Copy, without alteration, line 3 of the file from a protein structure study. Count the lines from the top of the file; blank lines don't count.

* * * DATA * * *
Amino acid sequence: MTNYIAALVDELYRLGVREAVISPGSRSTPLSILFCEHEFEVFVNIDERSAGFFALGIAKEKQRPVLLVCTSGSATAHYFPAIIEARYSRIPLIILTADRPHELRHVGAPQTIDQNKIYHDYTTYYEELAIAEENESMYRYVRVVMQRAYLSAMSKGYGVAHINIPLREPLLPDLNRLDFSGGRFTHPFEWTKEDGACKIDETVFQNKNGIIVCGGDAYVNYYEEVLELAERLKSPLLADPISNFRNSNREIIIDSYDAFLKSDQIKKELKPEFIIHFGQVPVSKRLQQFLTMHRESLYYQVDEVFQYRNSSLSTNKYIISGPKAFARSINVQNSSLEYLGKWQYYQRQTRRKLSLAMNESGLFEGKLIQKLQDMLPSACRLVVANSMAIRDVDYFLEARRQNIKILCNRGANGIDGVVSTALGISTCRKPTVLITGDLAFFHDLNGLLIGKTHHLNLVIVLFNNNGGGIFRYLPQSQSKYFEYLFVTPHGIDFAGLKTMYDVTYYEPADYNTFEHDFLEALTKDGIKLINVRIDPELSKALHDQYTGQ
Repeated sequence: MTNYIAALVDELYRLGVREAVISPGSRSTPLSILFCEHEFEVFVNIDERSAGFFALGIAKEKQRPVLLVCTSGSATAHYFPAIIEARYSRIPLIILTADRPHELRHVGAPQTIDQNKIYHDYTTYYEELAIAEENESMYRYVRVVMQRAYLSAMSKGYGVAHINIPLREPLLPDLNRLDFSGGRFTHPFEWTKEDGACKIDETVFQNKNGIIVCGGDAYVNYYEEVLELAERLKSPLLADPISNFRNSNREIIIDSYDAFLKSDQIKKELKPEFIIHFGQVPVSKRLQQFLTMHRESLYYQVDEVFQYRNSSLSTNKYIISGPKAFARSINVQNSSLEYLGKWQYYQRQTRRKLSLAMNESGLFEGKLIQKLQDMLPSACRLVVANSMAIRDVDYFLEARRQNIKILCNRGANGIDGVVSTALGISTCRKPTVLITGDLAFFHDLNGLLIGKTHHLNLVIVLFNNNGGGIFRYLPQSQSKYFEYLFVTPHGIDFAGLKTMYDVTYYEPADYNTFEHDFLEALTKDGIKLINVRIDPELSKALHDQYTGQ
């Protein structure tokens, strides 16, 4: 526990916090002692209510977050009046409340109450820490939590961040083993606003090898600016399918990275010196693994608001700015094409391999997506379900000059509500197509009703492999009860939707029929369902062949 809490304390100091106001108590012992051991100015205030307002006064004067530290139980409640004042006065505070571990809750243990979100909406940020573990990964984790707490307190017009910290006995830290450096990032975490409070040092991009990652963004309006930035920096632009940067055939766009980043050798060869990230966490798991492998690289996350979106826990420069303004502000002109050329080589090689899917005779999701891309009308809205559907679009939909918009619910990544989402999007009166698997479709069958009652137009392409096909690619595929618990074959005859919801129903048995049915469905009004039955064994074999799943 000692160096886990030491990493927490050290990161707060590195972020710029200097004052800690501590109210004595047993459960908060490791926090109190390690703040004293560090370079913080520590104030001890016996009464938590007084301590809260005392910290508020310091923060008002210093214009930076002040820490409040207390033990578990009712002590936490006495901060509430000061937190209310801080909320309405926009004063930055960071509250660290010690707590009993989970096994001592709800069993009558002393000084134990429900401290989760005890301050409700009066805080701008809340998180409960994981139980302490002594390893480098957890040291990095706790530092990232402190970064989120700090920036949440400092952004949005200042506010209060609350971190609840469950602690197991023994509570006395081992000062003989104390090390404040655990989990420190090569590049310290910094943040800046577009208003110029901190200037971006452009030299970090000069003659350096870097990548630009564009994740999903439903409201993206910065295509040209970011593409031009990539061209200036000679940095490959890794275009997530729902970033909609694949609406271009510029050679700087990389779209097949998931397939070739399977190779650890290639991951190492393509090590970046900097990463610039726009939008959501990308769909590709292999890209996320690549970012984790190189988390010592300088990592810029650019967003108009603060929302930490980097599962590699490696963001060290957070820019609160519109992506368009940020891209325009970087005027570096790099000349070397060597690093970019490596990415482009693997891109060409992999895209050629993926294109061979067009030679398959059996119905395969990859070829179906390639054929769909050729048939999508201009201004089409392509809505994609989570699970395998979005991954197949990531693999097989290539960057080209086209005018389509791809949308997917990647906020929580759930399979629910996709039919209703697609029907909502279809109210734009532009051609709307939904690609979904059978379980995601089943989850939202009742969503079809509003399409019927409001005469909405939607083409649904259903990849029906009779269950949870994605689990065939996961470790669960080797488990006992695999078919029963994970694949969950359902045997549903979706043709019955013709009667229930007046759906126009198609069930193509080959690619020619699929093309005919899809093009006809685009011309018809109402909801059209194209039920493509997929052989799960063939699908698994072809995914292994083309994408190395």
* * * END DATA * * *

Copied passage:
């Protein structure tokens, strides 16, 4: 526990916090002692209510977050009046409340109450820490939590961040083993606003090898600016399918990275010196693994608001700015094409391999997506379900000059509500197509009703492999009860939707029929369902062949 809490304390100091106001108590012992051991100015205030307002006064004067530290139980409640004042006065505070571990809750243990979100909406940020573990990964984790707490307190017009910290006995830290450096990032975490409070040092991009990652963004309006930035920096632009940067055939766009980043050798060869990230966490798991492998690289996350979106826990420069303004502000002109050329080589090689899917005779999701891309009308809205559907679009939909918009619910990544989402999007009166698997479709069958009652137009392409096909690619595929618990074959005859919801129903048995049915469905009004039955064994074999799943 000692160096886990030491990493927490050290990161707060590195972020710029200097004052800690501590109210004595047993459960908060490791926090109190390690703040004293560090370079913080520590104030001890016996009464938590007084301590809260005392910290508020310091923060008002210093214009930076002040820490409040207390033990578990009712002590936490006495901060509430000061937190209310801080909320309405926009004063930055960071509250660290010690707590009993989970096994001592709800069993009558002393000084134990429900401290989760005890301050409700009066805080701008809340998180409960994981139980302490002594390893480098957890040291990095706790530092990232402190970064989120700090920036949440400092952004949005200042506010209060609350971190609840469950602690197991023994509570006395081992000062003989104390090390404040655990989990420190090569590049310290910094943040800046577009208003110029901190200037971006452009030299970090000069003659350096870097990548630009564009994740999903439903409201993206910065295509040209970011593409031009990539061209200036000679940095490959890794275009997530729902970033909609694949609406271009510029050679700087990389779209097949998931397939070739399977190779650890290639991951190492393509090590970046900097990463610039726009939008959501990308769909590709292999890209996320690549970012984790190189988390010592300088990592810029650019967003108009603060929302930490980097599962590699490696963001060290957070820019609160519109992506368009940020891209325009970087005027570096790099000349070397060597690093970019490596990415482009693997891109060409992999895209050629993926294109061979067009030679398959059996119905395969990859070829179906390639054929769909050729048939999508201009201004089409392509809505994609989570699970395998979005991954197949990531693999097989290539960057080209086209005018389509791809949308997917990647906020929580759930399979629910996709039919209703697609029907909502279809109210734009532009051609709307939904690609979904059978379980995601089943989850939202009742969503079809509003399409019927409001005469909405939607083409649904259903990849029906009779269950949870994605689990065939996961470790669960080797488990006992695999078919029963994970694949969950359902045997549903979706043709019955013709009667229930007046759906126009198609069930193509080959690619020619699929093309005919899809093009006809685009011309018809109402909801059209194209039920493509997929052989799960063939699908698994072809995914292994083309994408190395």